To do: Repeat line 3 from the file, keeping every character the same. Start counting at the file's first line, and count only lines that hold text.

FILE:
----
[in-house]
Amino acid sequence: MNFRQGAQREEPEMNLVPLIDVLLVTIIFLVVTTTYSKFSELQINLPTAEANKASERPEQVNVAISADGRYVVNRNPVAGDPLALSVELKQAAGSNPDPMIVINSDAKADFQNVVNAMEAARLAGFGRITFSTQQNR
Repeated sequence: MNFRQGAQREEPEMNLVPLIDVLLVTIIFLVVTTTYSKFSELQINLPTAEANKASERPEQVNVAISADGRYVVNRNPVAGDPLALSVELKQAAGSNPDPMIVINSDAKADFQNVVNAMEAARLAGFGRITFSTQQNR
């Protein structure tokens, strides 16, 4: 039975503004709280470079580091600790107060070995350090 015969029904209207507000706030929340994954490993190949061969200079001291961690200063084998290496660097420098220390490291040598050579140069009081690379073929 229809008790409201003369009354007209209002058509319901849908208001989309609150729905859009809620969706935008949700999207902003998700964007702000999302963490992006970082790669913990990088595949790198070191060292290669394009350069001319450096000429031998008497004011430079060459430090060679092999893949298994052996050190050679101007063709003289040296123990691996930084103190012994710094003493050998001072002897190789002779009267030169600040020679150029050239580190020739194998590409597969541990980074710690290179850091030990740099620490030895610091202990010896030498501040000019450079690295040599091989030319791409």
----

Repeated sequence: MNFRQGAQREEPEMNLVPLIDVLLVTIIFLVVTTTYSKFSELQINLPTAEANKASERPEQVNVAISADGRYVVNRNPVAGDPLALSVELKQAAGSNPDPMIVINSDAKADFQNVVNAMEAARLAGFGRITFSTQQNR